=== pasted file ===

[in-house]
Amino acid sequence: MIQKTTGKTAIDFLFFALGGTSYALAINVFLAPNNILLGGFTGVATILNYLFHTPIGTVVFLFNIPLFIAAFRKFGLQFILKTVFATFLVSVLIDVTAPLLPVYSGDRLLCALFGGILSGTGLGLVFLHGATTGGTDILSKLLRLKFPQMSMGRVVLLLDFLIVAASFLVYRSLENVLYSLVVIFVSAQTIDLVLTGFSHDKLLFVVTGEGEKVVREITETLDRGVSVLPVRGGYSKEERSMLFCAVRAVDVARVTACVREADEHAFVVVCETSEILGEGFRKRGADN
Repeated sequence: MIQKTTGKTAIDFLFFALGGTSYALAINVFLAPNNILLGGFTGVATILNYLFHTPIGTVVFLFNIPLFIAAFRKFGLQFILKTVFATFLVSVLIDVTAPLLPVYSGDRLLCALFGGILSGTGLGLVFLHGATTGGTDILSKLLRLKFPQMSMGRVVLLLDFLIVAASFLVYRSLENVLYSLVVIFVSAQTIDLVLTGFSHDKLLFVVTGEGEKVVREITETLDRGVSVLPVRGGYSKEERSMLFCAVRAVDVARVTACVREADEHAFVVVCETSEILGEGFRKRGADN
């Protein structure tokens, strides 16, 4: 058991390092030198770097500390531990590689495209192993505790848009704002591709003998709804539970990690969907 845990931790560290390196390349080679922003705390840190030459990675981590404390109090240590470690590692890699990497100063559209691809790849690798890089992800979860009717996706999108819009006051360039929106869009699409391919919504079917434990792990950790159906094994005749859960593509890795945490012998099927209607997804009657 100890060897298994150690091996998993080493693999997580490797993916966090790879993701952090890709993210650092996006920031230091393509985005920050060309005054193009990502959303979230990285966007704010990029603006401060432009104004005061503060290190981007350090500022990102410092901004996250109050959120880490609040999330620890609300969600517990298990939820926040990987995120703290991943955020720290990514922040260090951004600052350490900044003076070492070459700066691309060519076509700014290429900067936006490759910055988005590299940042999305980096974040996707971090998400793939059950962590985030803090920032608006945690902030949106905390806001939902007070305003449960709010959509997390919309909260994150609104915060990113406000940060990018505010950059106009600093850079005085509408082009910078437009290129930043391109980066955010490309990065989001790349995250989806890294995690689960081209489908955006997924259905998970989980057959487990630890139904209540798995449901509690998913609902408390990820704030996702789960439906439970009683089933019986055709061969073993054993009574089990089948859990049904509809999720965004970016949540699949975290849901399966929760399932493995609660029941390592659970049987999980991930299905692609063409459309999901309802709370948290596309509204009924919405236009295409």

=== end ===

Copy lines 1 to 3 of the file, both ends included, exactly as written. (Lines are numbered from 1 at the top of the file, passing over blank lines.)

[in-house]
Amino acid sequence: MIQKTTGKTAIDFLFFALGGTSYALAINVFLAPNNILLGGFTGVATILNYLFHTPIGTVVFLFNIPLFIAAFRKFGLQFILKTVFATFLVSVLIDVTAPLLPVYSGDRLLCALFGGILSGTGLGLVFLHGATTGGTDILSKLLRLKFPQMSMGRVVLLLDFLIVAASFLVYRSLENVLYSLVVIFVSAQTIDLVLTGFSHDKLLFVVTGEGEKVVREITETLDRGVSVLPVRGGYSKEERSMLFCAVRAVDVARVTACVREADEHAFVVVCETSEILGEGFRKRGADN
Repeated sequence: MIQKTTGKTAIDFLFFALGGTSYALAINVFLAPNNILLGGFTGVATILNYLFHTPIGTVVFLFNIPLFIAAFRKFGLQFILKTVFATFLVSVLIDVTAPLLPVYSGDRLLCALFGGILSGTGLGLVFLHGATTGGTDILSKLLRLKFPQMSMGRVVLLLDFLIVAASFLVYRSLENVLYSLVVIFVSAQTIDLVLTGFSHDKLLFVVTGEGEKVVREITETLDRGVSVLPVRGGYSKEERSMLFCAVRAVDVARVTACVREADEHAFVVVCETSEILGEGFRKRGADN